ELKHART, IND. - Thomas Titus handles all the challenges of running his sprawling Elkhart, Illinois, farm, but lately, he isn’t making a lot of money doing it.
“We’re producing corn and we’re producing soybeans at below cost of production almost, and we’re raising pigs at below cost of production,” he told VOA, his voice competing with the sounds of hundreds of hogs housed in one of several nearby buildings. “We’re in a challenging time whenever we get to the end of the year and we need to shore up some of those books.”
It’s not unusual for farmers to diversify their products … but Titus says his pork operation isn’t typical.
“We’re somewhat of a rarity given our size. We’re a 600-sow farrow-to-finish farm, so we raise pigs from birth up to market weight, so our size and what we do is a little more dynamic and diverse,” he said.
Dependent on trade
In total, Titus raises about 12,000 pigs a year, many sent to the international market. He said much of his profit comes from such exports.
“One in every four pigs we raise goes to a foreign country of some kind, so we are extremely dependent on those positive trade negotiations and trade agreements for the success of our business.”
One key buyer of U.S. pork is China, the world’s largest importer, which is dealing with a major outbreak of African swine fever. As a result, China’s pig population has decreased about 20%. Some estimates indicate China has culled more than 1 million pigs.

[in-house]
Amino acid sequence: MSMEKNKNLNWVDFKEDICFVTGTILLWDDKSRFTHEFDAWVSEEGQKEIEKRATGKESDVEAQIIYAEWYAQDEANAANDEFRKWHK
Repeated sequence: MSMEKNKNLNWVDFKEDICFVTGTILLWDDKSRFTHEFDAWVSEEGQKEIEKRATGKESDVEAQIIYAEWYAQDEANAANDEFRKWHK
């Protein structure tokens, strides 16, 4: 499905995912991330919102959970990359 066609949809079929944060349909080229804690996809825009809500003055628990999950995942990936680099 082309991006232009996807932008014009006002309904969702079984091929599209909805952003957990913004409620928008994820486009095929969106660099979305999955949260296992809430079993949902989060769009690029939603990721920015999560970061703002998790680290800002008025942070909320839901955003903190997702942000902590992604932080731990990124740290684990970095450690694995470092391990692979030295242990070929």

When it was needed most, American pork was more expensive than other sources because of steep tariffs imposed by the Chinese government, one of many Beijing imposed on American agricultural products amid a protracted trade war with Washington.
Now, China has announced a tariff exemption on U.S.-produced pork, relaxing a punishing 72% duty.
Trade war damage done
But economic damage has been done to the U.S. pork industry.
“We’ve lost about $1 billion worth of pork sales, or what Iowa State University has put out a study, $8 per hog is what it’s cost us on the tariffs,” said Karl Setzer, a commodity risk analyst with AgriVisor, who added that even before tariffs, China tended to spread out its purchases.
“China doesn’t like to marry themselves to one commodity supplier, be it pork, beef, soybeans, whatever it is,” he said.
So when American pork couldn’t compete on price because of tariffs, Setzer said China turned more to other suppliers, like the European Union and Brazil.
“Brazil has seen their trade jump 5% in the last year. The trade war isn’t helping us at all. We would likely have a bigger share because we are a bigger pork producer, but it comes down to value and what we are willing to sell our pork for,” Setzer said. “They’re (China) still showing interest in our offerings, but when you look at all the other factors, the trade war on a whole is probably one of the worst ones we’ve been in.”
It’s unclear how much China will increase purchases now that certain tariffs, including those on pork and soybeans, are removed.
Supporting Trump, not tweets
And even though, as with other farmers, Titus has taken direct hits for the price of almost everything he is producing on his farm as the trade war continues, he said he still supports President Donald Trump, but would like to see fewer trade negotiations happen via presidential tweet.
“It takes three tweets and this market takes a crash,” he said.
Which is why Titus hopes upcoming face-to-face negotiations between the United States and China produce tangible, long-term results, creating some stability for commodity markets, and ultimately his bottom line.